Archive - 104, 0
(Originally published at Greater Democracy.)
Today, I received an email from Mike Lidell, the director of Online Communications for the Democratic Senatorial Campaign Committee asking me to join in a blogger’s conference call with Senator Chuck Schumer, DSCC Chair.
In contrast, I received a bulk email from Howard Dean entitled “Investments pay off”. It asked for a $25 contribution. Rahm Emanuel, Chairman of the Democratic Congressional Campaign Committee sent a bulk email entitled, “Democratic Vision Wins Out” asking for a contribution. Emily’s list sent a bulk email “Insider News - Setting the stage for 2006” asking for a contribution. The bulk email from Eli Pariser of MoveOn was entitled “Good election news! Now let's win big in 2006” and asked me to donate now. Jim Dean, of Democracy for America entitled his bulk email, “...And We're Only Getting Started”. It also asked for a contribution. John Kerry’s bulk email was entitled, “Reality 2, Bush 0” and asked me to click on an online petition calling to withdraw 20,000 troops over the holidays and asking for a contribution.
Joe has written a very compelling blog about his experiences with heart surgery at the Cleveland Clinic. B.L. writes about corporate blogging strategy. Joe, meet B.L. B.L., meet Joe. I think you might want to compare notes about Joe’s recent post Direct TV.
Joe writes, “I was contacted by administrators from the Clinic. It seems it had been brought to their attention that I had been writing a very public account of my experiences while under the care of the clinic. I was told that there are “…many people paying attention to my blog and if there is anything that I am or have been unhappy with I should speak directly with a “patient advocate”.”
I would love to hear B.L.’s take on Joe’s experience. Meanwhile, a close friend of mine has been diagnosed with breast cancer. Tomorrow she is having a lymph node biopsy. Perhaps we can convince her to write about her experiences, if only to get better service.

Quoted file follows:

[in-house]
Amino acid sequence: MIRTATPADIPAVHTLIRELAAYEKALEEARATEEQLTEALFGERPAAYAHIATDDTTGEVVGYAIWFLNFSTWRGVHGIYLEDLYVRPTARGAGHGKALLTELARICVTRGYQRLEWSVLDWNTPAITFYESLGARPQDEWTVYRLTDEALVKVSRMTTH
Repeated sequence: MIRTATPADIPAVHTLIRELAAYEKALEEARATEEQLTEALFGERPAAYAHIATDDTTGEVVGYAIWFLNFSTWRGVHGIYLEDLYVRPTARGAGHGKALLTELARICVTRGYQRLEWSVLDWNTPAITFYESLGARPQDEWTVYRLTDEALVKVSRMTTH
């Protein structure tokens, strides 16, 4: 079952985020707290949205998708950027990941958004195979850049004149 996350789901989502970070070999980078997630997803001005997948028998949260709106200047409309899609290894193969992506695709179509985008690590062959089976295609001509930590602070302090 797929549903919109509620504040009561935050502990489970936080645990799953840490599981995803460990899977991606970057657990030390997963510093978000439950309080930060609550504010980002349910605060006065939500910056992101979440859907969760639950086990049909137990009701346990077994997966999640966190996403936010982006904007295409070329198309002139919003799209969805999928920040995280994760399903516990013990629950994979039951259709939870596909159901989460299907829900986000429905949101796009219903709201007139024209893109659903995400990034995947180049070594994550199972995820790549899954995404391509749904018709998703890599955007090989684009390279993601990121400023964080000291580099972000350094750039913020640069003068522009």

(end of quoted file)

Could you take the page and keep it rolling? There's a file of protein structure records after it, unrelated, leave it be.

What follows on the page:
(Note: I initially wrote this as an email to a person asking about how to make a blogroll out of the nonprofit blog exchange del.icio.us tags, see the Non Profit Blog Exchange block on the left hand side. However people have asked me to spread it around, so I'm posting it here as well.)
There are several different ways of making a blogroll of del.icio.us tags depending on the type of blogging software that you use. In my case, I use CivicSpace or Drupal. With these systems, you can subscribe to the RSS feed from del.icio.us and display the results of the subscription in a block on the side of the screen. It is fairly easy with a CivicSpace or Drupal site. If anyone has questions about doing this in CivicSpace, they should contact me.
Over at http://www.destefanoforct.com/weblog we will live blog and talk about the Santos/Vinnick debate. For those of you who don’t watch the West Wing television show, this is going to be a live presidential debate between the characters Matt Santos and Arnold Vinnick. I hope you can join the discussion there.
(Originally published in Greater Democracy).
Back in August, I wrote about Political Network Topologies, drawing a distinction between two models of politics, one in terms of social networks and the other in terms of citizens as consumers. Jock added a comment pointing me to the work of Anna Nagurney from Umass on supernetworks.
I listened her keynote at MeshForum 2005 and started thinking in different ways about networks. Usually, when I think about networks, I think about nodes and links. However, she points out the importance of the flow on the network as well.
Yesterday, Grant McCracken wrote about brands as a new content provider. He focuses on the ‘flow’ aspects of social networks and how this flow is essential to sustaining social networks. He goes on to suggest that brands may be an important source of ‘flow’ for social networks, thus bringing together ideas of politics as a social network and politics as a group of citizens as consumers.